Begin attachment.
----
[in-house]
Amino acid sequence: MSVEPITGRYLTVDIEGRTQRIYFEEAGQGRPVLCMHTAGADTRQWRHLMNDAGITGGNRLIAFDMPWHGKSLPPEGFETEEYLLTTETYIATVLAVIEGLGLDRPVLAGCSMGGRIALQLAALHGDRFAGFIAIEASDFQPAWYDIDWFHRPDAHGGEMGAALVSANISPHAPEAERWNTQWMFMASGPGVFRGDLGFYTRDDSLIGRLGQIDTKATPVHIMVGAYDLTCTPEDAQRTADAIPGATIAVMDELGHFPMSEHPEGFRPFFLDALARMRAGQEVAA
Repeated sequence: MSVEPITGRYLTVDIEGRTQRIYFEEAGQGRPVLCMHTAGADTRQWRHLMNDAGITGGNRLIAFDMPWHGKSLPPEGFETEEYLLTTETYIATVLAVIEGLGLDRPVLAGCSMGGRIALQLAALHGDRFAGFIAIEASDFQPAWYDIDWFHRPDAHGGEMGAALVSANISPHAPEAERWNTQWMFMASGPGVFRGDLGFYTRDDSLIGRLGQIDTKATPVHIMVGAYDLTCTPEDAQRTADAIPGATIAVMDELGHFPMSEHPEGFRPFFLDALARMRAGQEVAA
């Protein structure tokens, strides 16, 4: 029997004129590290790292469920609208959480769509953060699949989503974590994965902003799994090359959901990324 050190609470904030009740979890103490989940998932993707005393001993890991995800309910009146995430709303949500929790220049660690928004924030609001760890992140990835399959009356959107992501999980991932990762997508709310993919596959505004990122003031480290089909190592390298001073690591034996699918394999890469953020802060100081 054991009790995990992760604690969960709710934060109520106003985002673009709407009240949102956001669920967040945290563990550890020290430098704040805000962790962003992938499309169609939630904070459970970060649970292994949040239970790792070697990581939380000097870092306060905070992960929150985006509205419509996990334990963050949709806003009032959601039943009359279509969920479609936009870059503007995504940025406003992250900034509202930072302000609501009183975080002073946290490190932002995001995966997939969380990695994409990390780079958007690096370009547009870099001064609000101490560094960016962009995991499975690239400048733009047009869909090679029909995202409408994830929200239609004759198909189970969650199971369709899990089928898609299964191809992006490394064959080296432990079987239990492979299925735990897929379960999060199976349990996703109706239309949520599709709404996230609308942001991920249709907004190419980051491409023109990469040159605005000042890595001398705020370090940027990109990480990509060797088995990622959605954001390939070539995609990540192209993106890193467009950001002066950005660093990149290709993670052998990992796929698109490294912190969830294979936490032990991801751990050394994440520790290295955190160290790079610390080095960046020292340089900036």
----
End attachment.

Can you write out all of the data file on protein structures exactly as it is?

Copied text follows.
[in-house]
Amino acid sequence: MSVEPITGRYLTVDIEGRTQRIYFEEAGQGRPVLCMHTAGADTRQWRHLMNDAGITGGNRLIAFDMPWHGKSLPPEGFETEEYLLTTETYIATVLAVIEGLGLDRPVLAGCSMGGRIALQLAALHGDRFAGFIAIEASDFQPAWYDIDWFHRPDAHGGEMGAALVSANISPHAPEAERWNTQWMFMASGPGVFRGDLGFYTRDDSLIGRLGQIDTKATPVHIMVGAYDLTCTPEDAQRTADAIPGATIAVMDELGHFPMSEHPEGFRPFFLDALARMRAGQEVAA
Repeated sequence: MSVEPITGRYLTVDIEGRTQRIYFEEAGQGRPVLCMHTAGADTRQWRHLMNDAGITGGNRLIAFDMPWHGKSLPPEGFETEEYLLTTETYIATVLAVIEGLGLDRPVLAGCSMGGRIALQLAALHGDRFAGFIAIEASDFQPAWYDIDWFHRPDAHGGEMGAALVSANISPHAPEAERWNTQWMFMASGPGVFRGDLGFYTRDDSLIGRLGQIDTKATPVHIMVGAYDLTCTPEDAQRTADAIPGATIAVMDELGHFPMSEHPEGFRPFFLDALARMRAGQEVAA
């Protein structure tokens, strides 16, 4: 029997004129590290790292469920609208959480769509953060699949989503974590994965902003799994090359959901990324 050190609470904030009740979890103490989940998932993707005393001993890991995800309910009146995430709303949500929790220049660690928004924030609001760890992140990835399959009356959107992501999980991932990762997508709310993919596959505004990122003031480290089909190592390298001073690591034996699918394999890469953020802060100081 054991009790995990992760604690969960709710934060109520106003985002673009709407009240949102956001669920967040945290563990550890020290430098704040805000962790962003992938499309169609939630904070459970970060649970292994949040239970790792070697990581939380000097870092306060905070992960929150985006509205419509996990334990963050949709806003009032959601039943009359279509969920479609936009870059503007995504940025406003992250900034509202930072302000609501009183975080002073946290490190932002995001995966997939969380990695994409990390780079958007690096370009547009870099001064609000101490560094960016962009995991499975690239400048733009047009869909090679029909995202409408994830929200239609004759198909189970969650199971369709899990089928898609299964191809992006490394064959080296432990079987239990492979299925735990897929379960999060199976349990996703109706239309949520599709709404996230609308942001991920249709907004190419980051491409023109990469040159605005000042890595001398705020370090940027990109990480990509060797088995990622959605954001390939070539995609990540192209993106890193467009950001002066950005660093990149290709993670052998990992796929698109490294912190969830294979936490032990991801751990050394994440520790290295955190160290790079610390080095960046020292340089900036």